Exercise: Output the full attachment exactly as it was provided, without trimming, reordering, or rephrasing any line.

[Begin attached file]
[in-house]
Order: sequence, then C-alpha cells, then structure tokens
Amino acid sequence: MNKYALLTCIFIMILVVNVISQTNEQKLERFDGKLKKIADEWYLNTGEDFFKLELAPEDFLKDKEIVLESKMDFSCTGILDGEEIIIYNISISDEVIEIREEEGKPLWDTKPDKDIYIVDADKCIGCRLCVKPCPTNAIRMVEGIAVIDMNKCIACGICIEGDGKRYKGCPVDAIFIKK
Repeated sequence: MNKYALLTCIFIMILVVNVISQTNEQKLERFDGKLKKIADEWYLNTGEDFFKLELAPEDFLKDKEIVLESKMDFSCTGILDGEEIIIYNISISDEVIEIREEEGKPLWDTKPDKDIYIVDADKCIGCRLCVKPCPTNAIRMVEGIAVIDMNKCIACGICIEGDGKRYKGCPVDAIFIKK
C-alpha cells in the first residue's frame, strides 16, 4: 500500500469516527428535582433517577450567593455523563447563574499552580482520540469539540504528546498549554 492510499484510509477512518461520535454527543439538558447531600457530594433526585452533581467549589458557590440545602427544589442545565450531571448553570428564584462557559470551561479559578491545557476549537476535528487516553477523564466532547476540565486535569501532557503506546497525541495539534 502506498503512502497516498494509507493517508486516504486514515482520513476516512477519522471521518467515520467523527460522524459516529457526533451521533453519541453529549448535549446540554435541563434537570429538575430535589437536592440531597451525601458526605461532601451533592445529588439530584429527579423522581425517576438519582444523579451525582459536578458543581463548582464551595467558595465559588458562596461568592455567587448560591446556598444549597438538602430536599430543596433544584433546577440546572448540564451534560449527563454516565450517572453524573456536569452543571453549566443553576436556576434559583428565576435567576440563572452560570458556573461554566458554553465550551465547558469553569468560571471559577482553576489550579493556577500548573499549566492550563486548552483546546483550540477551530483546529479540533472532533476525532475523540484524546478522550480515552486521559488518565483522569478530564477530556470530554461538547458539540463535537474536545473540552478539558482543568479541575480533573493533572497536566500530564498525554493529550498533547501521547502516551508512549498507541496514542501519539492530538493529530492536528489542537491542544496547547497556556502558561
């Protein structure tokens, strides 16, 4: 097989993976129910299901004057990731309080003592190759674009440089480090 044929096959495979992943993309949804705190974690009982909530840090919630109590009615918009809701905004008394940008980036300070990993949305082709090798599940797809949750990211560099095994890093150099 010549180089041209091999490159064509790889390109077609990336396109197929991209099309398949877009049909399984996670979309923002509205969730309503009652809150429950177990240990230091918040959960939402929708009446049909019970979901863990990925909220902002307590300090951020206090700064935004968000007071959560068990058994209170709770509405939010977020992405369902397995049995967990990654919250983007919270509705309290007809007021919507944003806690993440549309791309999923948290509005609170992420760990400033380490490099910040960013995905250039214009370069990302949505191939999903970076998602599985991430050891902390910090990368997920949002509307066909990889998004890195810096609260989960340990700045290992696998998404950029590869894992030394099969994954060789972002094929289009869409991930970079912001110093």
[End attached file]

[in-house]
Order: sequence, then C-alpha cells, then structure tokens
Amino acid sequence: MNKYALLTCIFIMILVVNVISQTNEQKLERFDGKLKKIADEWYLNTGEDFFKLELAPEDFLKDKEIVLESKMDFSCTGILDGEEIIIYNISISDEVIEIREEEGKPLWDTKPDKDIYIVDADKCIGCRLCVKPCPTNAIRMVEGIAVIDMNKCIACGICIEGDGKRYKGCPVDAIFIKK
Repeated sequence: MNKYALLTCIFIMILVVNVISQTNEQKLERFDGKLKKIADEWYLNTGEDFFKLELAPEDFLKDKEIVLESKMDFSCTGILDGEEIIIYNISISDEVIEIREEEGKPLWDTKPDKDIYIVDADKCIGCRLCVKPCPTNAIRMVEGIAVIDMNKCIACGICIEGDGKRYKGCPVDAIFIKK
C-alpha cells in the first residue's frame, strides 16, 4: 500500500469516527428535582433517577450567593455523563447563574499552580482520540469539540504528546498549554 492510499484510509477512518461520535454527543439538558447531600457530594433526585452533581467549589458557590440545602427544589442545565450531571448553570428564584462557559470551561479559578491545557476549537476535528487516553477523564466532547476540565486535569501532557503506546497525541495539534 502506498503512502497516498494509507493517508486516504486514515482520513476516512477519522471521518467515520467523527460522524459516529457526533451521533453519541453529549448535549446540554435541563434537570429538575430535589437536592440531597451525601458526605461532601451533592445529588439530584429527579423522581425517576438519582444523579451525582459536578458543581463548582464551595467558595465559588458562596461568592455567587448560591446556598444549597438538602430536599430543596433544584433546577440546572448540564451534560449527563454516565450517572453524573456536569452543571453549566443553576436556576434559583428565576435567576440563572452560570458556573461554566458554553465550551465547558469553569468560571471559577482553576489550579493556577500548573499549566492550563486548552483546546483550540477551530483546529479540533472532533476525532475523540484524546478522550480515552486521559488518565483522569478530564477530556470530554461538547458539540463535537474536545473540552478539558482543568479541575480533573493533572497536566500530564498525554493529550498533547501521547502516551508512549498507541496514542501519539492530538493529530492536528489542537491542544496547547497556556502558561
């Protein structure tokens, strides 16, 4: 097989993976129910299901004057990731309080003592190759674009440089480090 044929096959495979992943993309949804705190974690009982909530840090919630109590009615918009809701905004008394940008980036300070990993949305082709090798599940797809949750990211560099095994890093150099 010549180089041209091999490159064509790889390109077609990336396109197929991209099309398949877009049909399984996670979309923002509205969730309503009652809150429950177990240990230091918040959960939402929708009446049909019970979901863990990925909220902002307590300090951020206090700064935004968000007071959560068990058994209170709770509405939010977020992405369902397995049995967990990654919250983007919270509705309290007809007021919507944003806690993440549309791309999923948290509005609170992420760990400033380490490099910040960013995905250039214009370069990302949505191939999903970076998602599985991430050891902390910090990368997920949002509307066909990889998004890195810096609260989960340990700045290992696998998404950029590869894992030394099969994954060789972002094929289009869409991930970079912001110093």